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High school kendo instructor Toraji "Kojiro" Ishida (English name order is used) is perennially out of money, and he's also threatened with the loss of his job because his team never seems to get anywhere. When his former kendo upper-classmate, now also a kendo instructor, challenges him with a prize of a year's worth of sushi if Ishida's team can beat his in a year, Kojiro is galvanized into action. When he manages to convince petite, unworldly kendo prodigy Tamaki Kawazoe to become part of his five-member girls' team, he figures that he's well on his way to winning.

Although Kojiro's situation starts the series off, the vast majority of the screen time is given to the girls on his team. In addition to Tamaki (who is also a huge fan of the imaginary anime series Blade Braver, which becomes significant from time to time), the girls' team features "Team Mom" Chiba Kirino, a cheerful, hard-working girl from a family that runs a deli; her best friend Sayako Kuwahara, the tallest and strongest girl on the squad, who wants to become a rock guitarist; sweetly pretty Miyako Miyazaki ("Miya Miya"), who is actually a bit of a thug (and has "pink" and "black" sides, similar to Hatsuharu's "black" and "white" sides in Fruits Basket); and later on, Satori Azuma, who is very talented at kendo but a complete ditz and a failure at just about everything else. There are also two boy kendoka: Yuji Nakata, who is a pleasant, athletic kid, and Danjuro Eiga ("Dan-kun"), who is played as complete joke. Dan-kun is Miya Miya's boyfriend, but after the first volume or so, he is always drawn as a simplified, unattractive chibi super-deformed figure ... and this fact actually gets mentioned from time to time in the story, smashing the fourth wall to bits.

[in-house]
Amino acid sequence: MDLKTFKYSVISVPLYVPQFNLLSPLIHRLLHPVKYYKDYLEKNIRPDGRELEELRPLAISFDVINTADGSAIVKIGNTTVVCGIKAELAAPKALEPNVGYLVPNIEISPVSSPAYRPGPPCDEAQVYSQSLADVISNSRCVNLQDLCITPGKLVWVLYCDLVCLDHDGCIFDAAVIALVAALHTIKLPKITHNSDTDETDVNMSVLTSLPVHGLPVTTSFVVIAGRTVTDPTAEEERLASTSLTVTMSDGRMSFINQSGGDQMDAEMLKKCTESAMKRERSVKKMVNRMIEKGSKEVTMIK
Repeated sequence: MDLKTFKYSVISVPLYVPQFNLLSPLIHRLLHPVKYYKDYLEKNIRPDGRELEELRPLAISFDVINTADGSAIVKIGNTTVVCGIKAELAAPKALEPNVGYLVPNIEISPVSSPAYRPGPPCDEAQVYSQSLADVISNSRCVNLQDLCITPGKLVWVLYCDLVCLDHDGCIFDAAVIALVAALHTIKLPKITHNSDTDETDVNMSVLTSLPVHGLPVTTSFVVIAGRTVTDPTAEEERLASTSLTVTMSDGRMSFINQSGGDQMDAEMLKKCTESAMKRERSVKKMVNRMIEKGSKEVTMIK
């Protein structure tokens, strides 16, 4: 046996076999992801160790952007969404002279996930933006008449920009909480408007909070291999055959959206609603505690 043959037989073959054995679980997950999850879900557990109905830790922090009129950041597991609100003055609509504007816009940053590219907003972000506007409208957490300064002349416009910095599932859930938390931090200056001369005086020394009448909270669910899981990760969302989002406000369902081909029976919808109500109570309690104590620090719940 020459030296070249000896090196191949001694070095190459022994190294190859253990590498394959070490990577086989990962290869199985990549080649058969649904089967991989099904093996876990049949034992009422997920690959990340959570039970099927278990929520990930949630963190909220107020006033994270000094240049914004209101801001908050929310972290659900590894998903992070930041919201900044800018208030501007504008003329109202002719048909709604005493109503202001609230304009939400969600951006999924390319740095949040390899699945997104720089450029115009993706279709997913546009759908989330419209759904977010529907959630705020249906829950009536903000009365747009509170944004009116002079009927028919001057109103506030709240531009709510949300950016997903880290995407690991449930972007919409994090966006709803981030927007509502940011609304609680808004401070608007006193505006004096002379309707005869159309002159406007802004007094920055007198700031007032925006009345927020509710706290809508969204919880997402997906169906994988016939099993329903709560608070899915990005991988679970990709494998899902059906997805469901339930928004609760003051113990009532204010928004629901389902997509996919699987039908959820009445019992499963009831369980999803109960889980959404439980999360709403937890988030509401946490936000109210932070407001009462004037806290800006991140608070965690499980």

The overall story arc is about the girls' getting better at kendo, of course, and in the first couple of volumes, especially, the manga explains a lot about modern sport kendo and how team tournaments work. Several arcs cover actual tournaments, where the girls are challenged not only by the skills of their opponents but also by some less-than-sportsmanlike behavior. But the heart of the manga is "slice of life" mini-arcs about the girls: Kirino's attempts to keep things going when there's an illness in her family, Miya Miya's problems with her female stalker-with-a-crush from middle school, Tamaki's efforts to save enough for a boxed set of her beloved Blade Braver, and so on.

The striking thing about this, to me, is how girl-centered it manages to be without being terribly "girly." OK, Miya Miya's part-time job is in a cutesy boutique; in the latest U.S. volume, the girls go on an expedition to a big shopping mall; Kirino and Saya insist on giving everyone cute nicknames; but otherwise, their concerns and activities were very approachable to geek-tomboy me. The girls talk together about schoolwork, kendo, their families, and each other - almost never about fads, clothes, or boys. Dan is the only boyfriend in the picture, and he's part of the squad - and played for laughs. The whole thing passes the Bechdel test with flying colors.

This seinen series has become a complete comfort read for me. The artwork is loose and sloppy (rather like Gravitation but with a more shoujo flavor), but it has a lot of heart.

 

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